Category Archives: Articles

About This Writing Stuff…

This week, PJ Parrish weighs in on the proper use of metaphors while editor Beth Hill delves into the differences between showing and telling. At Writer Unboxed, Kathryn Craft discusses enhancing dialogue through misdirection and modulation, David Corbett provides two methods of motivating your protagonist, and Lynne Griffin advises us to knot up our stories with conflict and tension.

Jonathan Vars offers tips on creating time-bomb plots and effective use of settings, and Kate Coe reviews the etiquette of editing another writer’s work.

All that and little more… Enjoy!

Do You Dare to Eat a Peach? Finding the Perfect Metaphor by PJ Parrish

Bring Your Dialogue to Life by Kathryn Craft

Motivating the Reluctant Protagonist by David Corbett

Dying to Know, Afraid to Find Out: Building Tension in Fiction by Lynne Griffin

Building an Author Website: The First Step to Publishing by Joe Bunting

12 Tips to Get Unstuck and Finish Writing Your Book by Lorna Faith

Showing and Telling Particulars by Beth Hill

3 Tips to Creating a Time Bomb Plot Device and How to Create a Setting from Nothing in 5 Steps by Jonathan Vars

Editing Someone Else’s Work by Kate Coe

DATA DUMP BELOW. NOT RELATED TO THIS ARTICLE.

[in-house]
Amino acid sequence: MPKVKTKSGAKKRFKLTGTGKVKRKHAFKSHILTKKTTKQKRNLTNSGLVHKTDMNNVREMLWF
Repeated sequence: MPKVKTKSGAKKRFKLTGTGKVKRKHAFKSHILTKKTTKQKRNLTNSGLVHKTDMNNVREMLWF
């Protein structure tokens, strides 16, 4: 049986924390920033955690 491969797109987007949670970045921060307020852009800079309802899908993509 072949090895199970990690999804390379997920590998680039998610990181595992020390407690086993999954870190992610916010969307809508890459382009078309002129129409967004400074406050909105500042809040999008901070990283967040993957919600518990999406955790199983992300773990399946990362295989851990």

About This Writing Stuff…

This week, Goodreads announces a change to its US giveaway program and it comes with alarming costs. The Authors Guild provides information on the new GOP tax bill and Douglas Preston laments the fact that writers can no longer make a living from their craft.

From The Guardian, a recent study comparing literary fiction against science fiction returned rather “stupefying” results. John Gilstrap discusses the importance of book cover design while K.M. Weiland and Becca Puglisi each offer different tactics for character development.  From Writers Helping Writers, Sacha Black gives us the nitty gritty on sentence structure.

All that and a little more. Enjoy!

Goodreads Announces New US Giveaway Program by Greg Seguin

What Authors Need to Know About the New Tax Bills by The Authors Guild

Why Is It So Goddamned Hard to Make a Living as a Writer Today? by Douglas Preston

(Too) Close Third Person by Jeanne Kisacky

Science Fiction Triggers ‘Poorer Reading’, Study Finds by Alison Flood

Judging a Book By Its Cover by John Gilstrap

4 Ways to Amplify Your Characters’ Subtext by K.M. Weiland

Writing Characters that Mirror Real Life by Becca Puglisi via Kristen Lamb

Action Beats: More than Dialogue Tag Surrogates by Kathy Steinmann

Getting Jiggy with the Nitty Gritty, or, Improving Your Sentences by Sacha Black

About This Writing Stuff…

This week, David Gaughran and Anne R. Allen analyze Amazon’s heavy-handed measures of fraud detection that are forcing the innocent to suffer for the guilty. P.J. Parrish illustrates the revision process using one of her own manuscripts while Ruth Harris and Andrew Falconer offer tips on writing historical fiction.